ISLAM AND HUMAN rights: STATUS OF WOMEN IN POST REVOLUTION IRAN
ISLAM AND HUMAN RIGHTS: STATUS OF WOMEN IN POST REVOLUTION IRAN
The historical relationship between human rights and the world's major religions has been significant, complex, and fascinating, particularly with regard to the dominant monotheistic religions (Bloom, Martin, & Pridefoot, 1996). Western Christianity and Judaism influenced the development of modern human rights (Henkin, 1998).
However, after WWII, the drafters of various international human rights instruments, working under the auspices of the UN Economic and Social Council and its human rights commission (Morsink, 1999), began to use secular language to transcend the specificities of individual religious and ethical traditions.
Though the universal Declaration of Human Rights is referred to be ‘Universal', it was drafted in accordance with historical tendencies in the Western World during the last three centuries, and a specific philosophical anthropology of individualistic humanism assisted them in justifying it (Panikkar, 1989:31).
According to Panikkar (1989), the fundamental assumptions underlying the 1948 Universal Declaration of Human Rights were a universal human nature shared by all individuals, individual dignity, and a democratic social structure.
In the decade since the Declaration, the phrase Human Rights has become an intrinsic element of both political and popular discourse, particularly among those educated in the West.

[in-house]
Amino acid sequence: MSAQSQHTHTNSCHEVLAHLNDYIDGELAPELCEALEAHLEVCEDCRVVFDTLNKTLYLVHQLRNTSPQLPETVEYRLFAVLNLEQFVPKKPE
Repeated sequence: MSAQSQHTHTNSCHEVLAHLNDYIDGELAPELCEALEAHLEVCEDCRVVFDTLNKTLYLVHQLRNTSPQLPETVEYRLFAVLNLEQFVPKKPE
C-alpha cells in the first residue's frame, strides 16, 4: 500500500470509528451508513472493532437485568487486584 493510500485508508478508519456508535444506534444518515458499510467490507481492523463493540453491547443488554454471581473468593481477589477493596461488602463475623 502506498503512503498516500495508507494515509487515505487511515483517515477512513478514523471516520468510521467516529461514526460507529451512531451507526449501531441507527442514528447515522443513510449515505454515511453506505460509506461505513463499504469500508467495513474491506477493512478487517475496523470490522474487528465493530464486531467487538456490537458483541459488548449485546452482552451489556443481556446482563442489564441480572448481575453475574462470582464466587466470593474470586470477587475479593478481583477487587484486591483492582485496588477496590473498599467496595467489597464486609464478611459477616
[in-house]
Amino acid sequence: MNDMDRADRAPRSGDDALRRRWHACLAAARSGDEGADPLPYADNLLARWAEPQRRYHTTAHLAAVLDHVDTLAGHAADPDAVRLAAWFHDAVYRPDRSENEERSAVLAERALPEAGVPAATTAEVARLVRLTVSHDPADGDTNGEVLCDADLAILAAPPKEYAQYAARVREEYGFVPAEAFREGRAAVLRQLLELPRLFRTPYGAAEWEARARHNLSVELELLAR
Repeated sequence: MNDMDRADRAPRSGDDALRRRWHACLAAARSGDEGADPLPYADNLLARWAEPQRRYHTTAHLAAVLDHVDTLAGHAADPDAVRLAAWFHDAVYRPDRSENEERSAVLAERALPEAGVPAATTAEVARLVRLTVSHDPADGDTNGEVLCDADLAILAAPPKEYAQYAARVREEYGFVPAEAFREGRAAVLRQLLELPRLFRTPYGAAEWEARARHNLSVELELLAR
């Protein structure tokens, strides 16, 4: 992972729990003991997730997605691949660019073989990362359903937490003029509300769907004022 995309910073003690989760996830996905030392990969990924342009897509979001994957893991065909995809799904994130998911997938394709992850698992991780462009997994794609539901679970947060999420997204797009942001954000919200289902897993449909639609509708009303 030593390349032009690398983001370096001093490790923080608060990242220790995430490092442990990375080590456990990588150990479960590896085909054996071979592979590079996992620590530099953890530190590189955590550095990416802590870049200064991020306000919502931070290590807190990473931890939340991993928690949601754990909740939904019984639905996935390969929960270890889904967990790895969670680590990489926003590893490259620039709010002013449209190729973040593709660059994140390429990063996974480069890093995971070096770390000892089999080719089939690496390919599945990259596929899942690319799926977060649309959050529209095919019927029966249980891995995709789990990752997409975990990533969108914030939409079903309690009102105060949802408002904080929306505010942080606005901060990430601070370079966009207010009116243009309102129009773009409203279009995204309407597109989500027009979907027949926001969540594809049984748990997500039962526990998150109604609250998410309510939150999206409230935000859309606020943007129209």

In fact, many human rights supporters in both Western and non-Western (including many Muslim) countries frequently believe and assert that human rights can only exist in a secular setting, not inside the framework of religions (Henkin, 1998:230-231).
However, since the late 1970s, the West has shown an increasing interest in the relationship between Islam and human rights. Islam, one of the world's main faiths, “is not just a collection of beliefs and spiritual values; it also incorporates a legal and cultural system to which all of its adherents conform” (Qutb, 2001:28).
The relationship between Islam and human rights has gotten a lot of attention in academic and policy circles (Muedini, 2010:1). Islam has been viewed as containing various beliefs and rules inside a single encompassing entity in the context of international relations.
This may be seen in a variety of ways; the numerous sects of Islam, the multiple schools of interpretation, and the diverse places and cultures where Islam has thrived all point to a variety of views and approaches to certain human rights themes.
Such interpretations of Islamic laws are presented by several schools of Islamic jurisprudence, which are not only concerned with theological and spiritual aspects of Islam,
but also with formulating stances on human rights implementation in Muslim states and communities (An-Naim, 1990). The literature on human rights and Islam has included studies on specific concerns such as Islam, women, and human rights in certain countries (Kamilian, 2005).
The role of women in society is neither new nor completely resolved (Badawi, 1995). Women's status in Islam is one of the most contentious and significant topics of our time, not only among Muslim women and those who advocate for their rights in the Islamic world, but also among conservative Muslims (Dagher, 1997:1).
Some focus on Islam's achievements for women, claiming that it was Islam that granted them rights and honour, while others blame Islam for all of Muslim women's problems.
Iran is around three millennia old (Kamiar, 2007). The ancient Greeks referred to Iran as “Persia,” and for several centuries afterward, the rest of the world followed suit.
In 1935, Iran's ruler, Reza Shah, requested that the world refer to Iran by its proper, indigenous name rather than Persia (Kamiar, 2007; Yarshater, 1989). Caliph Umar's seventh-century Islamic conquest brought Islam to Iran.